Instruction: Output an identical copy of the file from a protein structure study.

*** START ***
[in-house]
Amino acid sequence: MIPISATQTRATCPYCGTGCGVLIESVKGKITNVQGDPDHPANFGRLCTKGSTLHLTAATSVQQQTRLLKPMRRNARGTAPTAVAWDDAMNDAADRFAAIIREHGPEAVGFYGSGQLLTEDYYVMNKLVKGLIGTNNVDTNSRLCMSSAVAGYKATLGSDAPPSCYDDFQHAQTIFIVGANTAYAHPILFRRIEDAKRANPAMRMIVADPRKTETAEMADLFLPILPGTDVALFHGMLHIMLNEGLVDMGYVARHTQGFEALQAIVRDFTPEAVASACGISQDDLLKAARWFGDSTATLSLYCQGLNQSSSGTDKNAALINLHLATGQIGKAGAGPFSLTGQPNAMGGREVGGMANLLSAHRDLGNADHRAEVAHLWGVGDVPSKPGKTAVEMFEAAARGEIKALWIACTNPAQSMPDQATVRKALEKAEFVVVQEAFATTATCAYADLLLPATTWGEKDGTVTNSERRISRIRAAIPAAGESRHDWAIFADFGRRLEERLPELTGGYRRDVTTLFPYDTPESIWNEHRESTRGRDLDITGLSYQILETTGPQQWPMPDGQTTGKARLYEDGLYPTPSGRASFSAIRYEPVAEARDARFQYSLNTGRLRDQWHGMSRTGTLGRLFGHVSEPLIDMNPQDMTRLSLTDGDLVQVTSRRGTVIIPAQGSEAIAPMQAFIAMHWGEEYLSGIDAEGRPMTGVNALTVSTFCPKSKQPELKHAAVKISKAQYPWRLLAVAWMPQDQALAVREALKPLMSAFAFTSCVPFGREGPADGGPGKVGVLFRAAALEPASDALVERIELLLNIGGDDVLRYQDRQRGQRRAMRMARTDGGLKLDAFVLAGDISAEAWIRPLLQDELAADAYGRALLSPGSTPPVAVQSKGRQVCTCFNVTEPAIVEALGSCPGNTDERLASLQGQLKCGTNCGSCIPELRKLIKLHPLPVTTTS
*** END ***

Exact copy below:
[in-house]
Amino acid sequence: MIPISATQTRATCPYCGTGCGVLIESVKGKITNVQGDPDHPANFGRLCTKGSTLHLTAATSVQQQTRLLKPMRRNARGTAPTAVAWDDAMNDAADRFAAIIREHGPEAVGFYGSGQLLTEDYYVMNKLVKGLIGTNNVDTNSRLCMSSAVAGYKATLGSDAPPSCYDDFQHAQTIFIVGANTAYAHPILFRRIEDAKRANPAMRMIVADPRKTETAEMADLFLPILPGTDVALFHGMLHIMLNEGLVDMGYVARHTQGFEALQAIVRDFTPEAVASACGISQDDLLKAARWFGDSTATLSLYCQGLNQSSSGTDKNAALINLHLATGQIGKAGAGPFSLTGQPNAMGGREVGGMANLLSAHRDLGNADHRAEVAHLWGVGDVPSKPGKTAVEMFEAAARGEIKALWIACTNPAQSMPDQATVRKALEKAEFVVVQEAFATTATCAYADLLLPATTWGEKDGTVTNSERRISRIRAAIPAAGESRHDWAIFADFGRRLEERLPELTGGYRRDVTTLFPYDTPESIWNEHRESTRGRDLDITGLSYQILETTGPQQWPMPDGQTTGKARLYEDGLYPTPSGRASFSAIRYEPVAEARDARFQYSLNTGRLRDQWHGMSRTGTLGRLFGHVSEPLIDMNPQDMTRLSLTDGDLVQVTSRRGTVIIPAQGSEAIAPMQAFIAMHWGEEYLSGIDAEGRPMTGVNALTVSTFCPKSKQPELKHAAVKISKAQYPWRLLAVAWMPQDQALAVREALKPLMSAFAFTSCVPFGREGPADGGPGKVGVLFRAAALEPASDALVERIELLLNIGGDDVLRYQDRQRGQRRAMRMARTDGGLKLDAFVLAGDISAEAWIRPLLQDELAADAYGRALLSPGSTPPVAVQSKGRQVCTCFNVTEPAIVEALGSCPGNTDERLASLQGQLKCGTNCGSCIPELRKLIKLHPLPVTTTS